11 Ways to Raise a Picky Eater

Oct 22, 2010 by

1.  Don’t expect kids to enjoy health-giving, real foods.

2.  Feed them kid food: specially manufactured edibles designed for kids–baby food in a jar or packaged finger foods made for children, instead of real, whole foods. It’s easy, and, like cat food, the flavors are technologically designed to be accepted by kids.  Children are sure to eat them. Also, those edibles get babies used to artificial flavors and sugar early and increases their changes of rejecting real food.

3.  Make one meal for the adults and another for children, because kids don’t like what adults will eat. Stick to the foods kids are generally known to eat, like chicken nuggets, hotdogs, pizza and french fries.

4.  Give children rewards for eating.

5.  Micromanage their eating. If they want more meat, make…

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The Codependent Mom: Feeding Your Child’s Food Addiction

Oct 17, 2010 by

When your baby started to scoot around the house, you probably changed your decor. You moved breakables or dangerous items out of reach. You covered your electrical outlets.

You may have also cleaned up your personal act in various ways to make a healthy, safe, positive environment for your dear baby.

You kept careful watch over your little one, and with a sensible combination of environmental adjustments, vigilance, and training of your baby not to touch those dangers that couldn’t be removed, you made your house a place where your darling could play and learn and enjoy freedom and safety.

You limited your child’s choices, without offering dangerous fun in order to get her to do beneficial things. You wouldn’t, for example, say she could chew on the electrical cord if she would play with her blocks first.

You wouldn’t…

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Picky Kids and the Codependent Mom: Three Tips to Break the Cycle

Oct 10, 2010 by

It’s taken me awhile to figure out what “codependent” means.  What I’ve learned makes me think that codependency is actually pretty common among us parents.  If we aren’t living with an alcoholic or an addict or an abuser (yet), we may think, “That’s not me.”  But parents of picky eaters may be just inches away from falling into the role of a codependent.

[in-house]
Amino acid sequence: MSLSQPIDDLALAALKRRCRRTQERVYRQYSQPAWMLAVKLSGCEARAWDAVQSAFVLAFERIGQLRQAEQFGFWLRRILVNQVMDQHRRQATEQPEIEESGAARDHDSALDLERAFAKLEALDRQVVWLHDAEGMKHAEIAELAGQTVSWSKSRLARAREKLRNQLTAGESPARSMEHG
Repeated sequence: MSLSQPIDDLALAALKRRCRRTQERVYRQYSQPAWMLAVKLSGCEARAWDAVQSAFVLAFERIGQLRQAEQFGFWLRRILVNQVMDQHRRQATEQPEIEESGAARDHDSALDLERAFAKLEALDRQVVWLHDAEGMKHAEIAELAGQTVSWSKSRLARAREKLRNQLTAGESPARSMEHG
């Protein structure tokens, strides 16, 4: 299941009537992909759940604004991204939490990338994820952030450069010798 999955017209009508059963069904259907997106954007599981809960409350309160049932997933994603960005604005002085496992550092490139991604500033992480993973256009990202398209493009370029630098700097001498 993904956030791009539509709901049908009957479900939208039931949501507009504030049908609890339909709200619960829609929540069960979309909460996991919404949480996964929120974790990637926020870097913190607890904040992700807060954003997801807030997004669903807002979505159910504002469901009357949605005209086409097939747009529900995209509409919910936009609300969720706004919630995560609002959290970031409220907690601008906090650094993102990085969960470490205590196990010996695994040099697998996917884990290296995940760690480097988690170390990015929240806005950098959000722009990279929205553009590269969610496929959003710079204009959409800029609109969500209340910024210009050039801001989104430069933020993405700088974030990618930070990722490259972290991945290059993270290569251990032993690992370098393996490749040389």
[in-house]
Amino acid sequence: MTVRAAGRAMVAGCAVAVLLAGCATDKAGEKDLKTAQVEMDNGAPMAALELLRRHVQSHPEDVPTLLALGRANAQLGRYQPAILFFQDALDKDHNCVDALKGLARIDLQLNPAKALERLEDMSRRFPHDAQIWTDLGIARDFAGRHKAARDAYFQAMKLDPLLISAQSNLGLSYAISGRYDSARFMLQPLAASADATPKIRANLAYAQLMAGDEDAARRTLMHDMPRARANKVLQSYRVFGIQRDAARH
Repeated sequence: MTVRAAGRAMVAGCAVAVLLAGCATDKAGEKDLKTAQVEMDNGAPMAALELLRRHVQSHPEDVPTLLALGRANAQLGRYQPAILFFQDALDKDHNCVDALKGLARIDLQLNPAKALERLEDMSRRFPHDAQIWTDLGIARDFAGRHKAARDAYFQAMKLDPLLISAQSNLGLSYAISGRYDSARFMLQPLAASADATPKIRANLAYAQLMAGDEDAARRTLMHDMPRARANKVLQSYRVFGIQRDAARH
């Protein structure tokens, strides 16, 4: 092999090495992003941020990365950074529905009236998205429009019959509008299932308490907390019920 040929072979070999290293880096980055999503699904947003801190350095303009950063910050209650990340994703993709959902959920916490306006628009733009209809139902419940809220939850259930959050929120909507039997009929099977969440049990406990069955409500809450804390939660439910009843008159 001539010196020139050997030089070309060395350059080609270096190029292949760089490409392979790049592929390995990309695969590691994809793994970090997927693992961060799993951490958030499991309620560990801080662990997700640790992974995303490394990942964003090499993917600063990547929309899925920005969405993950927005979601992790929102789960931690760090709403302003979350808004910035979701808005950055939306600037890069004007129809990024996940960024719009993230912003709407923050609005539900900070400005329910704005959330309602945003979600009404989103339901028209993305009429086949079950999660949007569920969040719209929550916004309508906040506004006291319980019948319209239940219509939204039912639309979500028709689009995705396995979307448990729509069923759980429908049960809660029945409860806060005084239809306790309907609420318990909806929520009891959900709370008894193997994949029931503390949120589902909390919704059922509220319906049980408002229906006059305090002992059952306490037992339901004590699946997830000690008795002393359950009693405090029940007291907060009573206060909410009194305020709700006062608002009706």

Codependency is more complicated than the joke I’ve seen about you and your cat falling into those roles: he likes being petted and you like petting him. In its classic form, it’s rather that your daughter is an addict and you bail her out, cover for her, fail to hold her responsible for anything, maybe even give her money for her fixes so she doesn’t suffer, making it easy for her to continue her habit,…

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Push or Pull? When picky kids pick your dinner to pieces

Oct 5, 2010 by

This question came recently from a reader, Rosie Kate:

“How do you deal (or not deal) with a child who picks through food for ingredients he doesn’t like?  My five-year-old son went through an ‘anti-onion’ phase, in which he complained about bits of onion in his food. I told him to quietly remove them, but not to be rude about it.

Now it’s zucchini (of which we eat lots because we have lots in the garden, of course!). Same rule applies, but it kinda bugs me (I’m making sure not to let him know that, though, because then it would be a control game).”

So what would you do?  The normal, intuitive response to this situation is generally to find away to…

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Five DOs and DON’Ts of Dealing with Dessert for Kids

Aug 30, 2010 by

Fresh Fruit Cake

You’d like to have a calm, peaceful dinner where everyone eats the meal, and cheerfully and without fanfare enjoys a little dessert afterwards at least once in awhile. Instead, you find yourself in a battle over eating the meal or not, or if we can just eat dessert, and how much dinner has to be eaten, or how much dessert can be had and who got more. It’s enough to make you wish away their childhoods.

Here are a few tips on reaching a peaceful coexistence of children and dessert.

DON’T:

  1. Don’t differentiate too much between dinner and dessert. Be casual about dessert, rather than acting like, “Wow, at last something we can enjoy after the drudgery and duty of dinner!” Show equal and genuine enthusiasm for a good meal, without going overboard and being manipulative about it. If…
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